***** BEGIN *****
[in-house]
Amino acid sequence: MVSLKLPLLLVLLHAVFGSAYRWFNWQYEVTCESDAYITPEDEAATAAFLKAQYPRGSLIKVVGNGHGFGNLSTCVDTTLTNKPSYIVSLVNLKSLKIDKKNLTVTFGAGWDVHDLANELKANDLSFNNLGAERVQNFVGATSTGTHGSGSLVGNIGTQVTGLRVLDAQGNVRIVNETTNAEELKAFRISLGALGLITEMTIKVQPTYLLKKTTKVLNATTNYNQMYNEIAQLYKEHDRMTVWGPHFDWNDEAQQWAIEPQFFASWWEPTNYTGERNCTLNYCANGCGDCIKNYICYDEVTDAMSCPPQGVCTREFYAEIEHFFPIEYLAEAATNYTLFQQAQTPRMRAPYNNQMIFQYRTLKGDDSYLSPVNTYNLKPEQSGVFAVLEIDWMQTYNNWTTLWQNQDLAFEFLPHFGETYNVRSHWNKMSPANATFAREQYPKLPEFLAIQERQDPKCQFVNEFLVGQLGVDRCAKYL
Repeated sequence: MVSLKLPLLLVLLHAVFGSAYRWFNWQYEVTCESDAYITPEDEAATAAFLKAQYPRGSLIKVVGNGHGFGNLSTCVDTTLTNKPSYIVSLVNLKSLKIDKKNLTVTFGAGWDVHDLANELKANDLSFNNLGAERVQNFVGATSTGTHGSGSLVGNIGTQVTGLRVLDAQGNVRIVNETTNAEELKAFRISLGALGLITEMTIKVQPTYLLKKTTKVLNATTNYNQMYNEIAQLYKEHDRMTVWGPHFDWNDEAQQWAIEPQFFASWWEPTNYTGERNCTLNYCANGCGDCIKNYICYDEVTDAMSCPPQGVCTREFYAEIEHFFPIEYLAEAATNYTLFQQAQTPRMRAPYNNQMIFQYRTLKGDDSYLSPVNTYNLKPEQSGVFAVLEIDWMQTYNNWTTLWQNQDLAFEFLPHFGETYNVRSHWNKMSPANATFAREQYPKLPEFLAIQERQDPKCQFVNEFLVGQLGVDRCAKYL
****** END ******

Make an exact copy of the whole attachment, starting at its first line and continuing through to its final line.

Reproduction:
[in-house]
Amino acid sequence: MVSLKLPLLLVLLHAVFGSAYRWFNWQYEVTCESDAYITPEDEAATAAFLKAQYPRGSLIKVVGNGHGFGNLSTCVDTTLTNKPSYIVSLVNLKSLKIDKKNLTVTFGAGWDVHDLANELKANDLSFNNLGAERVQNFVGATSTGTHGSGSLVGNIGTQVTGLRVLDAQGNVRIVNETTNAEELKAFRISLGALGLITEMTIKVQPTYLLKKTTKVLNATTNYNQMYNEIAQLYKEHDRMTVWGPHFDWNDEAQQWAIEPQFFASWWEPTNYTGERNCTLNYCANGCGDCIKNYICYDEVTDAMSCPPQGVCTREFYAEIEHFFPIEYLAEAATNYTLFQQAQTPRMRAPYNNQMIFQYRTLKGDDSYLSPVNTYNLKPEQSGVFAVLEIDWMQTYNNWTTLWQNQDLAFEFLPHFGETYNVRSHWNKMSPANATFAREQYPKLPEFLAIQERQDPKCQFVNEFLVGQLGVDRCAKYL
Repeated sequence: MVSLKLPLLLVLLHAVFGSAYRWFNWQYEVTCESDAYITPEDEAATAAFLKAQYPRGSLIKVVGNGHGFGNLSTCVDTTLTNKPSYIVSLVNLKSLKIDKKNLTVTFGAGWDVHDLANELKANDLSFNNLGAERVQNFVGATSTGTHGSGSLVGNIGTQVTGLRVLDAQGNVRIVNETTNAEELKAFRISLGALGLITEMTIKVQPTYLLKKTTKVLNATTNYNQMYNEIAQLYKEHDRMTVWGPHFDWNDEAQQWAIEPQFFASWWEPTNYTGERNCTLNYCANGCGDCIKNYICYDEVTDAMSCPPQGVCTREFYAEIEHFFPIEYLAEAATNYTLFQQAQTPRMRAPYNNQMIFQYRTLKGDDSYLSPVNTYNLKPEQSGVFAVLEIDWMQTYNNWTTLWQNQDLAFEFLPHFGETYNVRSHWNKMSPANATFAREQYPKLPEFLAIQERQDPKCQFVNEFLVGQLGVDRCAKYL